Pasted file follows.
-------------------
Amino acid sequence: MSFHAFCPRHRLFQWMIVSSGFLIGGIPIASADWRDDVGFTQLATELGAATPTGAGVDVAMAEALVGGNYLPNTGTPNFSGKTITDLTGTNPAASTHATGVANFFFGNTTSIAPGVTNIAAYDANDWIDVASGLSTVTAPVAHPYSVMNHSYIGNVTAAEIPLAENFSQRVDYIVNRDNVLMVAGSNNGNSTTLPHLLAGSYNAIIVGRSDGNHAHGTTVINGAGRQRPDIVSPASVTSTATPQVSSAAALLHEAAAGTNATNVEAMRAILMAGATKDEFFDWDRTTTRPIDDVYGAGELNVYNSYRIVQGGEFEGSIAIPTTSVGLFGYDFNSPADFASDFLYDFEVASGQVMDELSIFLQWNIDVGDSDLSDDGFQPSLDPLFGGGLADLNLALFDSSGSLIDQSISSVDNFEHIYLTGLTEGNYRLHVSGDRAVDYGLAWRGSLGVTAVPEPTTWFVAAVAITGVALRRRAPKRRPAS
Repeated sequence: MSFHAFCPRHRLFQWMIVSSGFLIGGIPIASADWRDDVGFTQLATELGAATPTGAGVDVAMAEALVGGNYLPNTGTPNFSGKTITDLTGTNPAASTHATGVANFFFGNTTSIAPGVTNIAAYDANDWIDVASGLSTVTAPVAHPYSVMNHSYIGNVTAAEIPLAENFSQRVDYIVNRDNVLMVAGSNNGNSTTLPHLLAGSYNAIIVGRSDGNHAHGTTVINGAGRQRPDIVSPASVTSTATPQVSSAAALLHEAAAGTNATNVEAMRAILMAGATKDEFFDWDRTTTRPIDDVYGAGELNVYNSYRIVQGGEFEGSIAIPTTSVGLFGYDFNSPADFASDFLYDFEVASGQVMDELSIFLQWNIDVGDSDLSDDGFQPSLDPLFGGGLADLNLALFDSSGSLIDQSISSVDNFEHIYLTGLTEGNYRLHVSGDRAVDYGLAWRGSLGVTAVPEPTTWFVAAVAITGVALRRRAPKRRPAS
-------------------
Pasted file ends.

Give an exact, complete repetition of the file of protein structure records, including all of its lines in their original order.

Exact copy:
Amino acid sequence: MSFHAFCPRHRLFQWMIVSSGFLIGGIPIASADWRDDVGFTQLATELGAATPTGAGVDVAMAEALVGGNYLPNTGTPNFSGKTITDLTGTNPAASTHATGVANFFFGNTTSIAPGVTNIAAYDANDWIDVASGLSTVTAPVAHPYSVMNHSYIGNVTAAEIPLAENFSQRVDYIVNRDNVLMVAGSNNGNSTTLPHLLAGSYNAIIVGRSDGNHAHGTTVINGAGRQRPDIVSPASVTSTATPQVSSAAALLHEAAAGTNATNVEAMRAILMAGATKDEFFDWDRTTTRPIDDVYGAGELNVYNSYRIVQGGEFEGSIAIPTTSVGLFGYDFNSPADFASDFLYDFEVASGQVMDELSIFLQWNIDVGDSDLSDDGFQPSLDPLFGGGLADLNLALFDSSGSLIDQSISSVDNFEHIYLTGLTEGNYRLHVSGDRAVDYGLAWRGSLGVTAVPEPTTWFVAAVAITGVALRRRAPKRRPAS
Repeated sequence: MSFHAFCPRHRLFQWMIVSSGFLIGGIPIASADWRDDVGFTQLATELGAATPTGAGVDVAMAEALVGGNYLPNTGTPNFSGKTITDLTGTNPAASTHATGVANFFFGNTTSIAPGVTNIAAYDANDWIDVASGLSTVTAPVAHPYSVMNHSYIGNVTAAEIPLAENFSQRVDYIVNRDNVLMVAGSNNGNSTTLPHLLAGSYNAIIVGRSDGNHAHGTTVINGAGRQRPDIVSPASVTSTATPQVSSAAALLHEAAAGTNATNVEAMRAILMAGATKDEFFDWDRTTTRPIDDVYGAGELNVYNSYRIVQGGEFEGSIAIPTTSVGLFGYDFNSPADFASDFLYDFEVASGQVMDELSIFLQWNIDVGDSDLSDDGFQPSLDPLFGGGLADLNLALFDSSGSLIDQSISSVDNFEHIYLTGLTEGNYRLHVSGDRAVDYGLAWRGSLGVTAVPEPTTWFVAAVAITGVALRRRAPKRRPAS